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|"You're a Grand Old Flag"|
Cover of 1906 sheet music for "You're a Grand Old Flag".
|Genre||Patriotic, American march|
|Songwriter(s)||George M. Cohan|
Paul V. Yoder's arrangement of "You're a Grand Old Flag"'s chorus, as performed by a United States Army band.
"You're a Grand Old Flag" is an American patriotic march. The song, a spirited march written by George M. Cohan, is a tribute to the U.S. flag. In addition to obvious references to the flag, it incorporates snippets of other popular songs, including one of his own. Cohan wrote it in 1906 for his stage musical George Washington, Jr.
The song was first publicly performed on February 6, the play's opening night, at Herald Square Theater in New York City. "You're a Grand Old Flag" quickly became the first song from a musical to sell over a million copies of sheet music. The title and first lyric comes from someone Cohan once met; the Library of Congress website notes. "You're a Grand Old Flag", would become one of the most popular American marching-band pieces of all time.
The original lyric for this perennial George M. Cohan favorite came, as Cohan later explained, from an encounter he had with a Civil War veteran who fought at Gettysburg. The two men found themselves next to each other and Cohan noticed the vet held a carefully folded but ragged old flag. The man reportedly then turned to Cohan and said, "She's a grand old rag." Cohan thought it was a great line and originally named his tune "You're a Grand Old Rag." So many groups and individuals objected to calling the flag a "rag," however, that he "gave 'em what they wanted" and switched words, renaming the song "You're a Grand Old Flag".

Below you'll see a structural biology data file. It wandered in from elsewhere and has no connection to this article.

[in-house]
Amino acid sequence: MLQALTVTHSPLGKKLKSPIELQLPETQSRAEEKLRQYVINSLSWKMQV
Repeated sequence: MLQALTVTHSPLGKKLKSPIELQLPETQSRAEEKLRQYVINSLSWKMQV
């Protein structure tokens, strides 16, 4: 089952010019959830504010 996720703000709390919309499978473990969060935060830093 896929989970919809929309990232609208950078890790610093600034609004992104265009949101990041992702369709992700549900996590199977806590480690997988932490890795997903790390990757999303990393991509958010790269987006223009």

In the play itself, the scene with the Civil War soldier was replicated. The soldier's comment was the lead-in to this song. Thus, the first version of the chorus began, "You're a grand old rag / You're a high-flying flag". Despite Cohan's efforts to pull that version, some artists such as Billy Murray had recorded it under its original title, "The Grand Old Rag", in advance of the play's opening, and copies under that title still circulate among collectors. Cohan's second attempt at writing the chorus began, "You're a grand old flag / Though you're torn to a rag". The final version, with its redundant rhyme, is as shown below.
Today, many different arrangements of the song exist. In particular, Paul V. Yoder's arrangement of "You're a Grand Old Flag" is a version commonly used today by the U.S. military in its performances of the song.
- You're a grand old flag,
- You're a high-flying flag,
- And forever in peace may you wave.
- You're the emblem of the land I love,
- The home of the free and the brave.[N 5]
- Ev'ry heart beats true
- 'Neath the Red, White and Blue,[N 6]
- Where there's never a boast or brag.
- But should auld acquaintance be forgot,[N 7]
- Keep your eye on the grand old flag.
- Reference to "Dixie".
- Reference to "Marching Through Georgia."
- Line taken directly from the previous year's Cohan hit, "The Yankee Doodle Boy".
- Old fashioned slang for a sailor, a.k.a. "Jack Tar". See tar.
- Reference to "The Star-Spangled Banner."
- Or "Under Red, White and Blue".
- Reference to "Auld Lang Syne".
The song is used with modified lyrics for the Melbourne Football Club, North Hobart Football Club and the Norwood Football Club club songs.
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